The Durban Package:“Laisser faire, laisser passer”Posted by in COP 17
Pablo Solón Romero is the former Ambassador of the Plurinational State of Bolivia to the United Nations and recipient of the 2011 International Human Rights Award from the Global Exchange. His work for human rights and climate justice have made him a key player in international negotiations on current climate change problems such as the Conference of Parties (COP) to the United Nations Framework Convention on Climate Change (UNFCCC).
While COP-17 talks were occuring in Durban, South Africa, Pablo gave his insight on the negotiations that had already taken place and the possible conclusion of these negotiations.
Durban Turning Into “Great Escape 3″ Starring Powerful Countries, Says Pablo Solon at COP17
Pablo Solón addresses the results of the latest COP talks in his recent article “The Durban Package: Laisser faire, laisser passer”. As scientists around the world from all fields of study are producing evidence of rapid change in our environment and the consequential harm on all living beings within this environment, we would expect the COP-17 talks to express urgency in taking action towards eco/human rights justice but instead the agreements made during COP-17 delay any action in resolving the critical state of human existence on Earth.
The Durban Package: “Laisser faire, laisser passer”
The Climate Change Conference ended two days later than expected, adopting a set of decisions that were known only a few hours before their adoption. Some decisions were even not complete at the moment of their consideration. Paragraphs were missing and some delegations didn’t even have copies of these drafts. The package of decisions was released by the South African presidency with the ultimatum of “Take it or leave it”. Only the European Union was allowed to make last minute amendments at the plenary.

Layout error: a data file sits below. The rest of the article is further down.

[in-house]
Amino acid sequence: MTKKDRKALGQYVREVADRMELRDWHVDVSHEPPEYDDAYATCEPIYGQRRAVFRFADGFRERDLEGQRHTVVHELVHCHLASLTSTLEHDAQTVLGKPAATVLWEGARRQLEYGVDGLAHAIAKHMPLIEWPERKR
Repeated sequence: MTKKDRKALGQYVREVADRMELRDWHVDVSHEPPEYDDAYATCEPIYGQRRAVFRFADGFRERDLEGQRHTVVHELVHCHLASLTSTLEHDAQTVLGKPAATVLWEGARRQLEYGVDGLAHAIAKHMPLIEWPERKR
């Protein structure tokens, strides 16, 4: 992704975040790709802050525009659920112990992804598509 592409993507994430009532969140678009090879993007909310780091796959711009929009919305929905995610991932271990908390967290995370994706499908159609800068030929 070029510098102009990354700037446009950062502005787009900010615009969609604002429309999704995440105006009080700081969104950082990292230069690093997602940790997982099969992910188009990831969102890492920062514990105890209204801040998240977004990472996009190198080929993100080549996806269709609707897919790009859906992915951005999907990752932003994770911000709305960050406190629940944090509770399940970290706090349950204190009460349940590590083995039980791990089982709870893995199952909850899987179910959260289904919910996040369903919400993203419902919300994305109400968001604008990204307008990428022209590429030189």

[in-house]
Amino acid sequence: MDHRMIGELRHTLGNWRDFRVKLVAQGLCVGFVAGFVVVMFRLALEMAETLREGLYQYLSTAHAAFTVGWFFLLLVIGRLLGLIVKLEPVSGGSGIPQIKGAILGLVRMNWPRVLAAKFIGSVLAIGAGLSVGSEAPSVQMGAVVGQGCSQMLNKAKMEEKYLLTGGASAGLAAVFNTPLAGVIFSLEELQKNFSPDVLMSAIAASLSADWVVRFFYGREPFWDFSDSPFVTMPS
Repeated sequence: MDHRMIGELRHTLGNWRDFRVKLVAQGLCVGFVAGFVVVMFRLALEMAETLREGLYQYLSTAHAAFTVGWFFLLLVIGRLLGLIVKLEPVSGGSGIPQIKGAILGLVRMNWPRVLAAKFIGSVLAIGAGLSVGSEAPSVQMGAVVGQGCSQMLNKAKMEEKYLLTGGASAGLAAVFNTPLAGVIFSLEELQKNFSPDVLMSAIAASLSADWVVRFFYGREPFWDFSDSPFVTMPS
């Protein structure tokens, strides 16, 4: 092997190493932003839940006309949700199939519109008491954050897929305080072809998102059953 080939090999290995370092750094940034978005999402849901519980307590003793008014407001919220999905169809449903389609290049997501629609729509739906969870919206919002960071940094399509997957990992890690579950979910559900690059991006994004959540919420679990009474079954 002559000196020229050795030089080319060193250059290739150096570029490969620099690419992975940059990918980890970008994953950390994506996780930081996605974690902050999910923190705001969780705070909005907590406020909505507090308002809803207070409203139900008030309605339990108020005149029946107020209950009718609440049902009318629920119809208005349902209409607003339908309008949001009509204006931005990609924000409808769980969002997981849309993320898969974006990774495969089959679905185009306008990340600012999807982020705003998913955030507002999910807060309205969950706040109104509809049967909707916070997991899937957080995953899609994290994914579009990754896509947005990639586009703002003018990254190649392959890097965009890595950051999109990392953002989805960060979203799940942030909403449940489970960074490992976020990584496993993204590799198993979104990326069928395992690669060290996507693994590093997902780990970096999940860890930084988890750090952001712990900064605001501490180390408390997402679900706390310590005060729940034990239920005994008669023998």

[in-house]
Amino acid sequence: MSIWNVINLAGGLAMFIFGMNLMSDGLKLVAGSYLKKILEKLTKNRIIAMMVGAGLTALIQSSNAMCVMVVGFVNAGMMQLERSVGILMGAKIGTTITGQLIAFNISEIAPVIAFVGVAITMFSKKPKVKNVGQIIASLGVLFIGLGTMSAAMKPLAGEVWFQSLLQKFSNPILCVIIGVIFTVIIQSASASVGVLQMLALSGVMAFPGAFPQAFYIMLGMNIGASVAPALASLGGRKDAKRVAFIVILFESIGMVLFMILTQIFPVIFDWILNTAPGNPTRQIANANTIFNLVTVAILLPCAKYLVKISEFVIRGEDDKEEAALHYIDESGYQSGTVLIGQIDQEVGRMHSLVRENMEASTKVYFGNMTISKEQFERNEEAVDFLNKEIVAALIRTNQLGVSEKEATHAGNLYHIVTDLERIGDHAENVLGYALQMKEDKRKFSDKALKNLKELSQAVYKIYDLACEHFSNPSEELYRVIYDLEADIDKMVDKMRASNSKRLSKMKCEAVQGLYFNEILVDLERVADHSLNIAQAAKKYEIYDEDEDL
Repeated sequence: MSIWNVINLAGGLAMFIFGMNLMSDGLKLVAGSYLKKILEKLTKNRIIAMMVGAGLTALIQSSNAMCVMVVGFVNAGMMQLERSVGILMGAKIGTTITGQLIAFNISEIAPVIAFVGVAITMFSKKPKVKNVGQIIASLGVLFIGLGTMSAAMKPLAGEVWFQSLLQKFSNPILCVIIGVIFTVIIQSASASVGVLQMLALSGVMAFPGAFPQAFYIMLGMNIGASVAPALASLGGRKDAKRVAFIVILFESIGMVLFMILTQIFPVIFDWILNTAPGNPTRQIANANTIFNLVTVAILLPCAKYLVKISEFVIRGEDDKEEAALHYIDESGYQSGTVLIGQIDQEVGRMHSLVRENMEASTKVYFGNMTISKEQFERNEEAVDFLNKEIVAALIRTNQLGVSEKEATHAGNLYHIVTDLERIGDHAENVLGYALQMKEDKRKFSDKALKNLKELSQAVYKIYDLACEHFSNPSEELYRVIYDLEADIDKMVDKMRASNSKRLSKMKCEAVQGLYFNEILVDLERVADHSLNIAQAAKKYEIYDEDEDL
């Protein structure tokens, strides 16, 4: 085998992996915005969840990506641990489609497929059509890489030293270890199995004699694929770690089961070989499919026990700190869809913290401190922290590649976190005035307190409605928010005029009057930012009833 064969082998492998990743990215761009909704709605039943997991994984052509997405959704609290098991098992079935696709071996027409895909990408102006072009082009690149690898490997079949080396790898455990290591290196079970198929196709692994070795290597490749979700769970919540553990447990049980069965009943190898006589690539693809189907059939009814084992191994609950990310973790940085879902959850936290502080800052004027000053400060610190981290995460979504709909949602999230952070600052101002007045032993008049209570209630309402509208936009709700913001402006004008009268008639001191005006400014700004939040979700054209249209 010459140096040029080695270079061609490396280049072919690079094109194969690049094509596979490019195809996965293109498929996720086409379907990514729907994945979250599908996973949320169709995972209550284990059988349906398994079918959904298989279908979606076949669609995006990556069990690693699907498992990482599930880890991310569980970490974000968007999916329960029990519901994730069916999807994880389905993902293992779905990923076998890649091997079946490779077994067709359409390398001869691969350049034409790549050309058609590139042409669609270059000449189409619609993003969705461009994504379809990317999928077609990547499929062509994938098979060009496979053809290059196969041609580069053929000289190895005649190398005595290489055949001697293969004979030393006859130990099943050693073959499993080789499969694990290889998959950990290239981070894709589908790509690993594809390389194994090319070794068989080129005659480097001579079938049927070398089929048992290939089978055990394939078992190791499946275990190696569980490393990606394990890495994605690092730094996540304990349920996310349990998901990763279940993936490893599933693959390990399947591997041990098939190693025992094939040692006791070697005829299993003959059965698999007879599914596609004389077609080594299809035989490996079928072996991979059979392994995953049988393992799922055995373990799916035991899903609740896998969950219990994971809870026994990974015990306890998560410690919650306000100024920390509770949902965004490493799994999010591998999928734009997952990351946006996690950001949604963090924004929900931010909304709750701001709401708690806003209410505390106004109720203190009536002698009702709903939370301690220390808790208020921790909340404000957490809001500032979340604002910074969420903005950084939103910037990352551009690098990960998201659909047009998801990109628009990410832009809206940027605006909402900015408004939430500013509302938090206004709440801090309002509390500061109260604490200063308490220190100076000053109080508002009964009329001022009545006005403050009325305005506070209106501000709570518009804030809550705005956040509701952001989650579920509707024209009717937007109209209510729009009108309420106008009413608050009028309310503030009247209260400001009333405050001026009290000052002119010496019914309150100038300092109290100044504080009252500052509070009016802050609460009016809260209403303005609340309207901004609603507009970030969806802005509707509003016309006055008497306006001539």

Several delegations made harsh criticisms to the documents and expressed their opposition to sections of them. However, no delegation explicitly objected the subsequent adoption of these decisions. At the end, the whole package was adopted by consensus without the objection of any delegation. The core elements of the Durban Package can be summarized as follows:
Leaders across the globe have come together for COP talks in Copenhagen (COP-15), Cancun (COP-16) and now Durban; the common ground for these talks has become their passive attitudes and in turn, inadequate commitments towards reforming their nation’s use of natural resources. Pablo brings to light this tread followed throughout the COP talks. The aftermath of COP-17 reflects Pablo’s initial opinions and predictions made during the live coverage of the talks. The framework and procedure of COP needs to be considered for reform; these talks are meant to deal with the pattern of climate change issues included rising global temperature so our nations are coming together for the sake of our future but what future will we have if the actions being taken are simply excuses to allow human society to continue blindly as it has thus far. But consider, what actions lead to the present devastating state of the earth and our society anyway?
Pablo Solón Romero. “The Durban Package: Laisser faire, laisser passer”. pablosolon.wordpress.com. 16th Dec. 2011<http://pablosolon.wordpress.com/2011/12/16/the-durban-package-laisser-faire-laisser-passer/>
You can follow any responses to this entry through the RSS 2.0 Both comments and pings are currently closed.